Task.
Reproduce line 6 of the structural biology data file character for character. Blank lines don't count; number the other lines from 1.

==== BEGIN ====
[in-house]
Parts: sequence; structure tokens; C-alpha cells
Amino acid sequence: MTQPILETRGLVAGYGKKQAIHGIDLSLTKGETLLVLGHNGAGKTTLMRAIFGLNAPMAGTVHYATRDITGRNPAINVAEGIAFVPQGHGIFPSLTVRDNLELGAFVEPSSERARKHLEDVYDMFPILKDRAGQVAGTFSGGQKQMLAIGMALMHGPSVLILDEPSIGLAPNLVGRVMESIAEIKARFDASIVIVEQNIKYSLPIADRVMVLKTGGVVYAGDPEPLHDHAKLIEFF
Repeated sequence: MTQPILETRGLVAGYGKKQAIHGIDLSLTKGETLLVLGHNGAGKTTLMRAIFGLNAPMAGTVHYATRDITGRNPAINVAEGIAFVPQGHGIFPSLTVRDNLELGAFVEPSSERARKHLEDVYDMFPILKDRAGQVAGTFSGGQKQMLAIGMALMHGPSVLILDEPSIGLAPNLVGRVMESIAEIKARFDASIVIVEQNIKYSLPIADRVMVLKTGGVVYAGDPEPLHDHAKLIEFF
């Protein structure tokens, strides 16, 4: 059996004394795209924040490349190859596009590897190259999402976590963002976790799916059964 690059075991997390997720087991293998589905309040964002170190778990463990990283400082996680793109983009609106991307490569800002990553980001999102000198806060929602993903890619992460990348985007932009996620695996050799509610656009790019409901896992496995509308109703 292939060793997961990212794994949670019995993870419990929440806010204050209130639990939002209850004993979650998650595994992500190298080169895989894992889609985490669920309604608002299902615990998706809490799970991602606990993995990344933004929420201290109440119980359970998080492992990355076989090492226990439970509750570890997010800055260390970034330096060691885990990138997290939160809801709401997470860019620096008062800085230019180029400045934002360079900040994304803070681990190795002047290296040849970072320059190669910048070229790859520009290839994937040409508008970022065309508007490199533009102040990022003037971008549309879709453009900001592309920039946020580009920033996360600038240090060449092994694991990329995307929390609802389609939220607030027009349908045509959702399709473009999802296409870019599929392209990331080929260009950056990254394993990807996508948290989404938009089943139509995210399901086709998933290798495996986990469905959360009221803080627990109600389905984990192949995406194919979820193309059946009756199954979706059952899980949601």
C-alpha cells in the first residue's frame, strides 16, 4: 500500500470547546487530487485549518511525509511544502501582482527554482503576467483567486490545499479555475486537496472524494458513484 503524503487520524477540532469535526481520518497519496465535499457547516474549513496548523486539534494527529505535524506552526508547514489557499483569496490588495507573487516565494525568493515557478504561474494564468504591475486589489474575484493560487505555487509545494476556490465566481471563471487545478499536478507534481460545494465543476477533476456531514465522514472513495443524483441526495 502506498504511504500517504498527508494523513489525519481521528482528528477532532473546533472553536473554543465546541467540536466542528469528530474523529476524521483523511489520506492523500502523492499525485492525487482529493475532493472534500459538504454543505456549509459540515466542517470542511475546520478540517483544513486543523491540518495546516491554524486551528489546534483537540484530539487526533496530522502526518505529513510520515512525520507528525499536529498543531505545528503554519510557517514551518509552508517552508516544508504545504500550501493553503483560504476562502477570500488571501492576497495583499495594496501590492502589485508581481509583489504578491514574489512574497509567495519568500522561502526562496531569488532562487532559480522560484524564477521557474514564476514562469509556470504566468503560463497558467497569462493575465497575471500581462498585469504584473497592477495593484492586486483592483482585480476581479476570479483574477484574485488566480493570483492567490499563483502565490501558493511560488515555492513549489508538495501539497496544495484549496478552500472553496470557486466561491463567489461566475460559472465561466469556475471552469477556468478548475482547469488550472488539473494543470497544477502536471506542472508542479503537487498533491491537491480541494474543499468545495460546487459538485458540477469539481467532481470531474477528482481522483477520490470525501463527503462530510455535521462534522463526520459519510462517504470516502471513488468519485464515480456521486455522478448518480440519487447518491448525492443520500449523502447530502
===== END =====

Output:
C-alpha cells in the first residue's frame, strides 16, 4: 500500500470547546487530487485549518511525509511544502501582482527554482503576467483567486490545499479555475486537496472524494458513484 503524503487520524477540532469535526481520518497519496465535499457547516474549513496548523486539534494527529505535524506552526508547514489557499483569496490588495507573487516565494525568493515557478504561474494564468504591475486589489474575484493560487505555487509545494476556490465566481471563471487545478499536478507534481460545494465543476477533476456531514465522514472513495443524483441526495 502506498504511504500517504498527508494523513489525519481521528482528528477532532473546533472553536473554543465546541467540536466542528469528530474523529476524521483523511489520506492523500502523492499525485492525487482529493475532493472534500459538504454543505456549509459540515466542517470542511475546520478540517483544513486543523491540518495546516491554524486551528489546534483537540484530539487526533496530522502526518505529513510520515512525520507528525499536529498543531505545528503554519510557517514551518509552508517552508516544508504545504500550501493553503483560504476562502477570500488571501492576497495583499495594496501590492502589485508581481509583489504578491514574489512574497509567495519568500522561502526562496531569488532562487532559480522560484524564477521557474514564476514562469509556470504566468503560463497558467497569462493575465497575471500581462498585469504584473497592477495593484492586486483592483482585480476581479476570479483574477484574485488566480493570483492567490499563483502565490501558493511560488515555492513549489508538495501539497496544495484549496478552500472553496470557486466561491463567489461566475460559472465561466469556475471552469477556468478548475482547469488550472488539473494543470497544477502536471506542472508542479503537487498533491491537491480541494474543499468545495460546487459538485458540477469539481467532481470531474477528482481522483477520490470525501463527503462530510455535521462534522463526520459519510462517504470516502471513488468519485464515480456521486455522478448518480440519487447518491448525492443520500449523502447530502